It is well known that employees bring their deep fears regarding a lack of personal financial well-being to the workplace, thereby generating tension and introducing worry into the corporate culture. This high level of stress felt by employees regarding their current and future financial well-being is not imagined.  It is very real – and it is now being acknowledged by the corporate world.

In fact, in last year’s eighth annual Employer-Sponsored Health and Well-Being Survey from the National Business Group on Health and Fidelity Investments, it was reported that 84% of the 141 mid-sized and large companies participating in the study have established financial wellness programs for their staff. Interestingly, this 2017 statistics reflects an increase of 76% from the 2016 results.

This escalation of wellness programs in the workplace is a direct reflection of the growing concern among employees regarding their financial vulnerability and the realization by company leaders that they must provide resources to address the challenges.

Employers whoprovide their employees with financial wellness support understand their responsibility to offer solutions that can help reduce this pressure. With this in mind, Clint Key, research officer at Pew Charitable Trusts noted that, “The overwhelming majority of people are mostly seeking financial stability for their families, not economic mobility. All it takes is one financial shock – like a car breaking down or an unexpected illness – to destabilize a household.” 

Surveys indicate that all too many households don’t have the resources they would need to address an unanticipated expense of anywhere from $500-$2000! In response to this challenge, companies are looking for ways to both educate employees on budgeting, saving, and managing debt while at the same time helping them by providing tools like employer-sponsored savings accounts for emergency situations. It is this two-pronged approach that is going to have a tangible impact because it focuses on both preparing employees through awareness building and also offering realistic tools that will enable them to develop their own financial security.    

Education is the first step

As employees seek help in managing their daily finances, reaching their financial goals, and being prepared for unforeseen financial risks, employers can help in many ways.

Companies of all sizes are finding that their employees appreciate being exposed to important financial information through Lunch ‘N Learns (or brown bag lunch presentations), informal roundtables, presentations by attorneys regarding wills and estate plans or help regarding mortgages, student loan debt, and income protection.  Some also offer personal, confidential (ensuring privacy) financial consulting and coaching – through in-person as well as online platforms. Others offer a library of videos and articles that share ideas, inform employees, and provide action steps on everything from managing money to protect against risk as well as cultivating day to day financial confidence.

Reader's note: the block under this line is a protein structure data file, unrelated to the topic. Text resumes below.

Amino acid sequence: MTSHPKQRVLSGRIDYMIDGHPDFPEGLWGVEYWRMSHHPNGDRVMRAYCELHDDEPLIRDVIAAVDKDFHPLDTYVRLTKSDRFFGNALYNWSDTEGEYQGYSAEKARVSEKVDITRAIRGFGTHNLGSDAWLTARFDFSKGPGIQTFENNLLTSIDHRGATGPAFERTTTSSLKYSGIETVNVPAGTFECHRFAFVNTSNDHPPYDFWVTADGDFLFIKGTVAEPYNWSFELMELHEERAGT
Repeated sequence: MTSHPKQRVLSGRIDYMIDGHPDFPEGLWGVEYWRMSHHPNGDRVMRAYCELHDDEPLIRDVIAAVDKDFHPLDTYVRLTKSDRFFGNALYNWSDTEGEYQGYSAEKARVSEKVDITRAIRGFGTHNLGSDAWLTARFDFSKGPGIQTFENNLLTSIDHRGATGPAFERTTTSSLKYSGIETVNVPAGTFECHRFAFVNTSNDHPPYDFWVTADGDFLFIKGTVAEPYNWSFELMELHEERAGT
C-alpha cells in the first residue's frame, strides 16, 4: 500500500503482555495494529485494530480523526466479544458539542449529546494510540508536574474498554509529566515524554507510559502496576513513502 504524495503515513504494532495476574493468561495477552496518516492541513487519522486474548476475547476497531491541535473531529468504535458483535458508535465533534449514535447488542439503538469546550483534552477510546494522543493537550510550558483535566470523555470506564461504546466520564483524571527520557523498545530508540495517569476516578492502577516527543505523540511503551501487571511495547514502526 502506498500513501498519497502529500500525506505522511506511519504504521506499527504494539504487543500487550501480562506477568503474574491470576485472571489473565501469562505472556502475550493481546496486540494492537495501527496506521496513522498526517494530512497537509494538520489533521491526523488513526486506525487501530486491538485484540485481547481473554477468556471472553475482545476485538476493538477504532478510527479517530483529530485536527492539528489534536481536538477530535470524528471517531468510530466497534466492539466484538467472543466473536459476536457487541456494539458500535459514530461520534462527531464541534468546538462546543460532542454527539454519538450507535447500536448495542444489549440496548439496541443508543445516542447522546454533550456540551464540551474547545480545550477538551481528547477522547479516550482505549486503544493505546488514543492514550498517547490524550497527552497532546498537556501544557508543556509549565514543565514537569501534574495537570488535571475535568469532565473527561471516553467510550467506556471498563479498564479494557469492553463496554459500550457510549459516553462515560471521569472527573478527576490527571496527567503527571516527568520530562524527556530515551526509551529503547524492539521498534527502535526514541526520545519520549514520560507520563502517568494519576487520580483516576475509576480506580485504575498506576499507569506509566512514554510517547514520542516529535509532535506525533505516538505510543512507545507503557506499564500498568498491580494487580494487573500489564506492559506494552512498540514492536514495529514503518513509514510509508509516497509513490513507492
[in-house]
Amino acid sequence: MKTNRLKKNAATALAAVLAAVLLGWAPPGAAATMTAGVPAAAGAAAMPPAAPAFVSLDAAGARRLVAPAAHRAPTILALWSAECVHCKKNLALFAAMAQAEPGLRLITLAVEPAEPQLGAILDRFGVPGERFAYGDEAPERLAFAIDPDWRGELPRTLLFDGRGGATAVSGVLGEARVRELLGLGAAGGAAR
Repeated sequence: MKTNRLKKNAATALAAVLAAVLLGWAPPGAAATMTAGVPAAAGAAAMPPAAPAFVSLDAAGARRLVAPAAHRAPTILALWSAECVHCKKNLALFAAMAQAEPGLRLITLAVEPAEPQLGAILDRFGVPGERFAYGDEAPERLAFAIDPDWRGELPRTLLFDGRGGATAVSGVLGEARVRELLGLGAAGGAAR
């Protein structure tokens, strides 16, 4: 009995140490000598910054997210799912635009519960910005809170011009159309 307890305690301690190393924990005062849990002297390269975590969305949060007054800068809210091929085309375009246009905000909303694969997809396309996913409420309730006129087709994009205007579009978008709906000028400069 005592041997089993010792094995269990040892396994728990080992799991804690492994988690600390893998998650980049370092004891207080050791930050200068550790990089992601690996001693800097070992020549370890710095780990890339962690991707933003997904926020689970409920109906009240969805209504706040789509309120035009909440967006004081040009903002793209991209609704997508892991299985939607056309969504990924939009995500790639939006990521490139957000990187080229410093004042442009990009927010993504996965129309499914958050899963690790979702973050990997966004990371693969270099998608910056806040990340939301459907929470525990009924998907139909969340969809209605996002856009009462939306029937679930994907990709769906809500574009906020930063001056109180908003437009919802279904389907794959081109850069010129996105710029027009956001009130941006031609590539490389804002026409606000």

Arming employees with facts and options can go a long way to minimizing their anxiety.  In addition, corporate leaders know that educating employees in an unbiased, objective way and then helping them measure and assess their distinctive financial situations are essential to the process. Further, employees who have been supported and encouraged to create a comprehensive, reasonable path to financial security are much more likely to remain engaged, focused and loyal to the organization – not only remaining themselves, but also referring the company to their peers and friends.

Tools and resources can bolster employees’ financial wellbeing

Step Two in this process consists of offering workplace wellness tools. After taking the first step of educating the employees, it is important to offer tangible options.  Other common programs offered in the workplace are focused on (1) healthcare spending such as Health Savings Account (HSA); the potential of participating in a Flexible Spending Account and (2) retirement, including 401(k), 403 (b), 457 deferred compensation  or 408 (IRA).

Corporate commitment can make a difference

Those companies that are on board or are moving quickly in that direction are benefiting from helping their employees gain more control over managing their financial security.

In “More Companies Offer Financial Wellness Programs,” Robert Powell, Special contributor to USA TODAY, writes on this topic saying, “For one, companies that offer this sort of benefit could save $3 for each dollar they spend, according to a recent Consumer Financial Protection Bureau (CFPB) report.” Powell goes on to say, “What's more, financial wellness programs can reduce absenteeism, as well as disability and workers' compensation costs. That's because poor financial management causes stress, which sets the stage for medical problems.  And if all that wasn't reason enough, good financial wellness programs reduce borrowing from retirement savings and help participants achieve stability.

The advantages to both employers and employees are becoming more obvious and are serving as the driving force behind the growing momentum for financial wellness in the workplace.